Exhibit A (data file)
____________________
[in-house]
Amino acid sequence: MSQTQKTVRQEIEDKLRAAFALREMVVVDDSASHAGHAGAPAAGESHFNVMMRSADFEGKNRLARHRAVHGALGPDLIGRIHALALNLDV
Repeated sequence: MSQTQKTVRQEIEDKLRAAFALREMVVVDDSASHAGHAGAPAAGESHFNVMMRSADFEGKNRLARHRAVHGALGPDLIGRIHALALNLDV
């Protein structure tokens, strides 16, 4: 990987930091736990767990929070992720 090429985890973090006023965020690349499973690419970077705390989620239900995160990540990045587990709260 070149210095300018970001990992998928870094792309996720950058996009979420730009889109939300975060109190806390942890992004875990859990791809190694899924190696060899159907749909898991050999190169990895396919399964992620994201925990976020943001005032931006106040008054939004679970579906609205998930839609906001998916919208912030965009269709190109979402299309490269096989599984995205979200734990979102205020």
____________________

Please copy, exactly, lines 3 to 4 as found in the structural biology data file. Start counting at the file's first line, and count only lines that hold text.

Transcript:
Repeated sequence: MSQTQKTVRQEIEDKLRAAFALREMVVVDDSASHAGHAGAPAAGESHFNVMMRSADFEGKNRLARHRAVHGALGPDLIGRIHALALNLDV
């Protein structure tokens, strides 16, 4: 990987930091736990767990929070992720 090429985890973090006023965020690349499973690419970077705390989620239900995160990540990045587990709260 070149210095300018970001990992998928870094792309996720950058996009979420730009889109939300975060109190806390942890992004875990859990791809190694899924190696060899159907749909898991050999190169990895396919399964992620994201925990976020943001005032931006106040008054939004679970579906609205998930839609906001998916919208912030965009269709190109979402299309490269096989599984995205979200734990979102205020």